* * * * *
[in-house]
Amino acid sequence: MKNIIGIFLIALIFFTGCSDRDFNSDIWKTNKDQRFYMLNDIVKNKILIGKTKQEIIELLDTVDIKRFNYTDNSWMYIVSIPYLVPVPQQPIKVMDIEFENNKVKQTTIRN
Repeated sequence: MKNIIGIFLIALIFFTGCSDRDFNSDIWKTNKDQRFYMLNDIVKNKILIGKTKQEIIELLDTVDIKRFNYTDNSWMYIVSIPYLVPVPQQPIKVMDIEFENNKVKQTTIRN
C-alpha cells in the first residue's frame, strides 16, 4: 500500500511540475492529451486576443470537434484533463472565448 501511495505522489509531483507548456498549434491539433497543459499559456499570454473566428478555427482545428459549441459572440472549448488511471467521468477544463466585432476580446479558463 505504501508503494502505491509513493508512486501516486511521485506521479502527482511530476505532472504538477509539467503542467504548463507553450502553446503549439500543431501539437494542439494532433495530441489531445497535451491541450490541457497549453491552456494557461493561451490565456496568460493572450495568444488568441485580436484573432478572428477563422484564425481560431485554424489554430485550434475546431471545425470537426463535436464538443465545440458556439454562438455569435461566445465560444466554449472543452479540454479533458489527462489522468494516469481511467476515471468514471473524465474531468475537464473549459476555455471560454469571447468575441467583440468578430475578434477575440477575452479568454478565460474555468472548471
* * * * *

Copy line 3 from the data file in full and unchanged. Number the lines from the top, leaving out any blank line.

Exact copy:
Repeated sequence: MKNIIGIFLIALIFFTGCSDRDFNSDIWKTNKDQRFYMLNDIVKNKILIGKTKQEIIELLDTVDIKRFNYTDNSWMYIVSIPYLVPVPQQPIKVMDIEFENNKVKQTTIRN